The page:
Travel on one’s own can lead to meaningful and memorable experiences with a group

If you want to remove stress from the single-tourist scenario, many companies can help

Harriet Cuthbert. Contributed photo

Group vacations: an oxymoron if ever there was one. How could you spend many long months saving for your dream vacation, deciding upon your dream destination and then realizing that the most feasible and economical choice in your planning is to take an escorted tour?

Let us say, for example, that you want to visit Italy and you want to include major cities such as Rome and Florence on your itinerary, but you also want to see the stunning Amalfi Coast and maybe Cinque Terra. You have heard all the horror stories about Italian drivers who never have understood the meaning of a red light or a stop sign, let alone the need for speed limits. You know that an independent trip — which might involve using local buses and trains — would be harrowing and stressful, to say the least. Planning alone for such an excursion would ruin your vacation before you even took it.

And that is exactly where group travel comes in: a welcome means of saving your sanity and letting you enjoy the trip you deserve.

There are many well-established and reputable travel companies that want your business. It is a very competitive business, in fact. In the end, though everyone who takes this figurative path ends up traveling to his or her chosen vacation destinations in the same manner — on a bus, albeit a big air-conditioned, clean and comfortable bus that might even have a small bathroom “for emergencies only.”

You can find out a lot about people just from their “bus behavior.” Some travelers will fight for the same seat; some will always be late for the next destination; and some spend their travel time talking very loudly to their new bus mates across the aisle, thus ruining potential quiet time for others.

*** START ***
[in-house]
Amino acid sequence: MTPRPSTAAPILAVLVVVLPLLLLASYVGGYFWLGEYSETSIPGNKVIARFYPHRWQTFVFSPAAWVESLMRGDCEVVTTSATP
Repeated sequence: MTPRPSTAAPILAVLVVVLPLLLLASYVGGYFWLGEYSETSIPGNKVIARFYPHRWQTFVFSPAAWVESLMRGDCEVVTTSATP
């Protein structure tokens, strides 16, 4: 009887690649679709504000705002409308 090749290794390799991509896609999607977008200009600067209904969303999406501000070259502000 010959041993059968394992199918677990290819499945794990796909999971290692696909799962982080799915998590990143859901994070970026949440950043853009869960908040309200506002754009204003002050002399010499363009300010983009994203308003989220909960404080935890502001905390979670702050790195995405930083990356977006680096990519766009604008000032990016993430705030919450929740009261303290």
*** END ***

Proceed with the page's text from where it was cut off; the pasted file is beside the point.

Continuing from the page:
And let us not forget the concept of all 30 (an estimate) people, traveling as one, wearing nametags and following the leader to museums, public squares, wineries and/or beaches.

As group travel members, we have no minds of our own anymore; our leader is our thinker.

Still, many people on group trips somehow manage to separate into smaller clusters after finding compatible travel companions. I always look for people who laugh a lot because I know they are having a wonderful time and cannot be bothered to complain about minor issues. (Who cares if the staff offered mini croissants at one hotel and larger ones at another? Who cares if the hotel room is smaller than you expected or imagined? It very likely is in a beautiful, four-star hotel in a great location and you will only be sleeping in it anyway.)

Harriet Cuthbert has proof she took a group excursion this year to Giverny, France. Photo courtesy of Harriet Cuthbert

I could provide endless examples of people’s petty problems. The same people would probably complain about these same issues on an independent trip.

In the end, the choice is yours: convenience and less stress in a bus on a pre-planned trip with a group, or making all your own decisions and being with a lot fewer than 30 companions.

If I had to pick my favorite advantage of a group vacation, it would be airport transfers. There is nothing more welcoming — after a long, long plane ride and another long wait at Immigration — than to see a person at the airport wearing your name on a tag, waiting to escort you to your hotel.

I decide on my travel option depending on my destination. As long as I am still going somewhere, I let the chips fall as they may.

Always remember: Life is an adventure; enjoy the ride.

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